Additionally, the city claims that Latino borrowers were 1.45 times more likely to receive a high-cost or high-risk loan than a white borrower.

“The disparity remained stark even among borrowers with FICO credit scores above 660 as African-Americans with FICO scores greater than 660 were 2.8 times more likely to receive a high-cost or high-risk loan than a white borrower and Latino borrowers with FICO scores greater than 660 were 1.77 times more likely to receive a high-cost or high-risk loan than a white borrower,” the city said.

The city’s lawsuit seeks “equitable relief to prevent Wells Fargo from continuing to engage in discriminatory lending.”

The city is also seeking monetary damages resulting from the city’s loss of property tax revenue resulting from the “adverse impact on property values resulting from foreclosures and expenses incurred in combatting the blight on city streets resulting from the issuance of these discriminatory loans.”

Additionally, the city is also seeking relief for the “non-economic injuries inflicted by Wells Fargo,” including interference with the city’s philosophy of “promoting, sustainable, stable, and integrated communities for residents.”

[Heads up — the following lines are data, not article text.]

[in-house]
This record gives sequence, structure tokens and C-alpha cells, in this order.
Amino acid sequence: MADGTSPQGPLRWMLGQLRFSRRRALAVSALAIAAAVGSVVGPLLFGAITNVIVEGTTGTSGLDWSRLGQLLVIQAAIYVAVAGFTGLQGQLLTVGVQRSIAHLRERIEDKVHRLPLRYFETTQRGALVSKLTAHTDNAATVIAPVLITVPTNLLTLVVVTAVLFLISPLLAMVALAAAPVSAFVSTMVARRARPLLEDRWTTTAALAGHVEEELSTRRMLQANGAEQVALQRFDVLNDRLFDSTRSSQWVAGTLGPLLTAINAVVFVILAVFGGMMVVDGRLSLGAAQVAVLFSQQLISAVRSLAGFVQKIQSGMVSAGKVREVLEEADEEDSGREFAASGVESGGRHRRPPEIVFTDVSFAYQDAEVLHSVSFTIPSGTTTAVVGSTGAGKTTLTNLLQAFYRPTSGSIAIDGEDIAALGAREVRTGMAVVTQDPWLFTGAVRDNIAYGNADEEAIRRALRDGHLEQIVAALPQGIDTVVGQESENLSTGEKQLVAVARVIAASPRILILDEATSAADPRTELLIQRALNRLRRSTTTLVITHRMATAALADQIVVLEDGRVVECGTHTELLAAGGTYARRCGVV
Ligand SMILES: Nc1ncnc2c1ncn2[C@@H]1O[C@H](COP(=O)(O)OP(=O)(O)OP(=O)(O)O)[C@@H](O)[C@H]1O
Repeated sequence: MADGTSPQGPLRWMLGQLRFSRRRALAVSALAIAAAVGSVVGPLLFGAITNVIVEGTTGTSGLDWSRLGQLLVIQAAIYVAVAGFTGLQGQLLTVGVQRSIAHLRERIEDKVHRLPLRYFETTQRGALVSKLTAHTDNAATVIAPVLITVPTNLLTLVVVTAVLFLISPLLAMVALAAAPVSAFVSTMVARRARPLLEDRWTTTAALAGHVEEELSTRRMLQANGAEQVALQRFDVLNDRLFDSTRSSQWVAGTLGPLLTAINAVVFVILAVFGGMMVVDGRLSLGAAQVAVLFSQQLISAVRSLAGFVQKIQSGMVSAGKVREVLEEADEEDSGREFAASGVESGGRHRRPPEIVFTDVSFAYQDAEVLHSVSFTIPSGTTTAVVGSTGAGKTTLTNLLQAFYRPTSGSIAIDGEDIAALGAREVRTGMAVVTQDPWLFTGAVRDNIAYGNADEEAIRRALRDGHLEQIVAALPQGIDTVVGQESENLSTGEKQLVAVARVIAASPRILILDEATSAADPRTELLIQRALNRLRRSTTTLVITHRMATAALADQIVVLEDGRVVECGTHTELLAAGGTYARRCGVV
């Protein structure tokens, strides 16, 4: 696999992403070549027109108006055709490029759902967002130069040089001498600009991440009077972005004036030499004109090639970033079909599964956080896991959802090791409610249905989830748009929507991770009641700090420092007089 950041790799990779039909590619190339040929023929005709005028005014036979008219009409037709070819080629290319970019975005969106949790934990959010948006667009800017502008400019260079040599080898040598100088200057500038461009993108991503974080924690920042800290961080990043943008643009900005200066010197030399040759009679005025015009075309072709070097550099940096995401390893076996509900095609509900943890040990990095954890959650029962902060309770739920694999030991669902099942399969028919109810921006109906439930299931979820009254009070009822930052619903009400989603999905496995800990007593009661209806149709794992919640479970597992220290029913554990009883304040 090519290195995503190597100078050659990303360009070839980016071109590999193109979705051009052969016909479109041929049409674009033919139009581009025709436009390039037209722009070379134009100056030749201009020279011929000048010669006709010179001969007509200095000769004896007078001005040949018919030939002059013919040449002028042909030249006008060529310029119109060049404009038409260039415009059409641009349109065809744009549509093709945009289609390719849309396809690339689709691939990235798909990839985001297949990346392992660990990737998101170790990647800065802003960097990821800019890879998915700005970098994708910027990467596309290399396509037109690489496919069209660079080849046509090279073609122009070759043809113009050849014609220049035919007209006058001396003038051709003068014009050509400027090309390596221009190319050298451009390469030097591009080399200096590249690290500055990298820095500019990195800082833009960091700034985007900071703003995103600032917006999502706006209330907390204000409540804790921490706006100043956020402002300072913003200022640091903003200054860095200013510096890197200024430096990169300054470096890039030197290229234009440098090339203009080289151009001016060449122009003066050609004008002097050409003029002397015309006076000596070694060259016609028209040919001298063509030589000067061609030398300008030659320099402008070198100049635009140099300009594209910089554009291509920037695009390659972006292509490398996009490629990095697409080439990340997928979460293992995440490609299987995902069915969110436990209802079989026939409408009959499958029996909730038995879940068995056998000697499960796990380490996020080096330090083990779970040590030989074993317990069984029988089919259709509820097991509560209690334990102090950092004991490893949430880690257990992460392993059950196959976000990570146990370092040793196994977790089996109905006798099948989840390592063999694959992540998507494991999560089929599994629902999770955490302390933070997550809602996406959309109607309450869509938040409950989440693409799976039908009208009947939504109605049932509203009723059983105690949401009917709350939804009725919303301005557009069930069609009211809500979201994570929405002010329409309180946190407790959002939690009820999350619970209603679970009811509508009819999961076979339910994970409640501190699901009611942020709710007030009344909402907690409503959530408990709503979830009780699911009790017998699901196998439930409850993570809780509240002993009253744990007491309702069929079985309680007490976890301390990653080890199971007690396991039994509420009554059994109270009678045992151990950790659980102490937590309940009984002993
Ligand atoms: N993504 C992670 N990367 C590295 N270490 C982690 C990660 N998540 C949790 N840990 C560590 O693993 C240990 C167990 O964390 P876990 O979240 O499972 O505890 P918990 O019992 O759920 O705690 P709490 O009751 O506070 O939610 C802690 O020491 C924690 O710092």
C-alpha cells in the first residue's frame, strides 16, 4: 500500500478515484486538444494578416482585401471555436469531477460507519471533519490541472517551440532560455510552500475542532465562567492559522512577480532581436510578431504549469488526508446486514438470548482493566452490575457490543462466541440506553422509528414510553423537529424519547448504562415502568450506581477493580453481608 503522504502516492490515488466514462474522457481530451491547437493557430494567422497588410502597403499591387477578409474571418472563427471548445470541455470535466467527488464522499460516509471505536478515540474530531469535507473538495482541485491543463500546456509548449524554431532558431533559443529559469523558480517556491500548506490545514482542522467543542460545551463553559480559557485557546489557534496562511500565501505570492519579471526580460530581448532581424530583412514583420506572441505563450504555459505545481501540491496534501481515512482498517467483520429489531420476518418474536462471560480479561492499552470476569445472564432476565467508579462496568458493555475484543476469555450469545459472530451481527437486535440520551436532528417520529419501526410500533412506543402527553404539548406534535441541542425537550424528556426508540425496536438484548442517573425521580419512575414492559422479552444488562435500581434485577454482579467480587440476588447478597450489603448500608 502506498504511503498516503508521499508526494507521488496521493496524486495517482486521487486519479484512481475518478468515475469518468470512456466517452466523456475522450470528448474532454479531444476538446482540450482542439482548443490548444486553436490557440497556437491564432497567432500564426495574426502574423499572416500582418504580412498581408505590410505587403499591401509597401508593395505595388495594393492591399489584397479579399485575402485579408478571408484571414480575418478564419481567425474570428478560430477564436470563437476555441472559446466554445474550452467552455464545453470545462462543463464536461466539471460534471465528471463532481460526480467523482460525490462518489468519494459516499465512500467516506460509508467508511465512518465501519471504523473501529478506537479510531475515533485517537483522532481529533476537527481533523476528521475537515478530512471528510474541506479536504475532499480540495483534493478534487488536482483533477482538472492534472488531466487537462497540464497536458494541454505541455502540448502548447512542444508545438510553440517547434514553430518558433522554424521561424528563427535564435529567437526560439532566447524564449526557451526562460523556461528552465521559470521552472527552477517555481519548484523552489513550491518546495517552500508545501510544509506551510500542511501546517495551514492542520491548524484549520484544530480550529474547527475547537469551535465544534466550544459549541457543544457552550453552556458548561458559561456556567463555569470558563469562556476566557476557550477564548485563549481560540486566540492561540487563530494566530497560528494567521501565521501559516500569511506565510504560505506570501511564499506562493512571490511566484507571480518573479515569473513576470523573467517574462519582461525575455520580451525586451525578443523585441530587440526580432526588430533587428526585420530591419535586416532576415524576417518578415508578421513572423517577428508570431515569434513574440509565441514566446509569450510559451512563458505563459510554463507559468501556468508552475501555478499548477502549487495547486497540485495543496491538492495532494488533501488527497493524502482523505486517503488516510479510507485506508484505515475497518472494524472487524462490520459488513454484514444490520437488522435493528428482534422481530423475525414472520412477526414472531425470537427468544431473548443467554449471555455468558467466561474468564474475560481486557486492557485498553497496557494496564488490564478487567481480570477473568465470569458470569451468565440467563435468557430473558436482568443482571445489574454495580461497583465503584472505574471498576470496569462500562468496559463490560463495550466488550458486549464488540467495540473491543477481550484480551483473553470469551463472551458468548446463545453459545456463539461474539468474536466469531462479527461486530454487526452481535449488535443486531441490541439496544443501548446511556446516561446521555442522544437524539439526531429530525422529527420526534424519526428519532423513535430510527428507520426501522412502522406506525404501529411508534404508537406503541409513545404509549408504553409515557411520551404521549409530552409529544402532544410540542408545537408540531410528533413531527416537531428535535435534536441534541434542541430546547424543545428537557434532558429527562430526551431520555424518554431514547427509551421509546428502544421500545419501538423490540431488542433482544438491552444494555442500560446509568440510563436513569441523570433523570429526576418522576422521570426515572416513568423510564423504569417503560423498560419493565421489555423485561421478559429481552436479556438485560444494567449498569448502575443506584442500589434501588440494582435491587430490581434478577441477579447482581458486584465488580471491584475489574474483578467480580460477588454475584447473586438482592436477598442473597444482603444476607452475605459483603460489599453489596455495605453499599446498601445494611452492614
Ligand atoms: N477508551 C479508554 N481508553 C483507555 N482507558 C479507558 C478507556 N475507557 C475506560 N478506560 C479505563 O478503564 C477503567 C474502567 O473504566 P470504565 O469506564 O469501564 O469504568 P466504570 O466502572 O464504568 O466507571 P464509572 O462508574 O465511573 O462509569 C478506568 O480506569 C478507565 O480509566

In a statement provided to HousingWire, Wells Fargo said the bank plans to defend itself against Sacramento’s allegations.

“The city’s accusations against Wells Fargo do not reflect how we operate in the communities we serve,” the bank said in its statement.

“Wells Fargo has been serving the Sacramento community for more than 160 years and we will vigorously defend our longstanding record of fair and responsible lending,” the bank continued. “We deeply value our relationship with Sacramento, and are working diligently and consistently with customers, credit counselors, non-profit organizations and government agencies to expand homeownership across the credit spectrum.”

As stated above, this isn’t the first time a city sued Wells Fargo over its lending practices.

Last year, a federal Court of Appeals ruled in Wells Fargo’s favor in a similar lawsuit brought by the city of Los Angeles back in 2013, which accused Wells Fargo, Citigroup and Bank of America of discriminatory lending, alleging that the banks violated the Fair Housing Act and were to blame for a wave of foreclosures that blighted the city.

A district judge threw out the city’s lawsuit against Wells Fargo in 2015, stating that the city did not prove its case that the bank's policies led to minority borrowers ending up in higher cost loans.

And last year, the Court of Appeals upheld the lower court’s ruling.

Philadelphia’s lawsuit cited a 2017 Supreme Court decision that granted cities the right to sue banks under the Fair Housing Act, but established that the city must prove direct harm to itself caused by the lender’s actions.

That decision stemmed from a lawsuit brought by city of Miami against Bank of America, Citigroup, and Wells Fargo in 2013, which accused the banks of engaging in predatory lending to minority borrowers in the city.